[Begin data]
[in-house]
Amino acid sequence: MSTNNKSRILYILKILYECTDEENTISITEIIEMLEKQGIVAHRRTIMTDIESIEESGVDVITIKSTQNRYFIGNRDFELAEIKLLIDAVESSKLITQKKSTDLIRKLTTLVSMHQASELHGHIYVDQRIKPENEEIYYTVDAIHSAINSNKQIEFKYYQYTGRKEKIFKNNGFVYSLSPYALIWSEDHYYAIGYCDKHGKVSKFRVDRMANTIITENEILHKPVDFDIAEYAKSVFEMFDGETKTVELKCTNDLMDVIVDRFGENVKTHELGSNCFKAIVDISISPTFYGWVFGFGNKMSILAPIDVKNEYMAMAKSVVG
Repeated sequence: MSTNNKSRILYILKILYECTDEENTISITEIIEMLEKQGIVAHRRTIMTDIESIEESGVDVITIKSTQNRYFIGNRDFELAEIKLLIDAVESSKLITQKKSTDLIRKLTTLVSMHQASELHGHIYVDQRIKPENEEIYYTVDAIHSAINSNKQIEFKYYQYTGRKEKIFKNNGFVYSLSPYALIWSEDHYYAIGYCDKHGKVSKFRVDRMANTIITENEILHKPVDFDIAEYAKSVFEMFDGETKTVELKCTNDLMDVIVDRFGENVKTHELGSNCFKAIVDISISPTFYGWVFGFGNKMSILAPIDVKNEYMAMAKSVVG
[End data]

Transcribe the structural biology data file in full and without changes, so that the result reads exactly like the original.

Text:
[in-house]
Amino acid sequence: MSTNNKSRILYILKILYECTDEENTISITEIIEMLEKQGIVAHRRTIMTDIESIEESGVDVITIKSTQNRYFIGNRDFELAEIKLLIDAVESSKLITQKKSTDLIRKLTTLVSMHQASELHGHIYVDQRIKPENEEIYYTVDAIHSAINSNKQIEFKYYQYTGRKEKIFKNNGFVYSLSPYALIWSEDHYYAIGYCDKHGKVSKFRVDRMANTIITENEILHKPVDFDIAEYAKSVFEMFDGETKTVELKCTNDLMDVIVDRFGENVKTHELGSNCFKAIVDISISPTFYGWVFGFGNKMSILAPIDVKNEYMAMAKSVVG
Repeated sequence: MSTNNKSRILYILKILYECTDEENTISITEIIEMLEKQGIVAHRRTIMTDIESIEESGVDVITIKSTQNRYFIGNRDFELAEIKLLIDAVESSKLITQKKSTDLIRKLTTLVSMHQASELHGHIYVDQRIKPENEEIYYTVDAIHSAINSNKQIEFKYYQYTGRKEKIFKNNGFVYSLSPYALIWSEDHYYAIGYCDKHGKVSKFRVDRMANTIITENEILHKPVDFDIAEYAKSVFEMFDGETKTVELKCTNDLMDVIVDRFGENVKTHELGSNCFKAIVDISISPTFYGWVFGFGNKMSILAPIDVKNEYMAMAKSVVG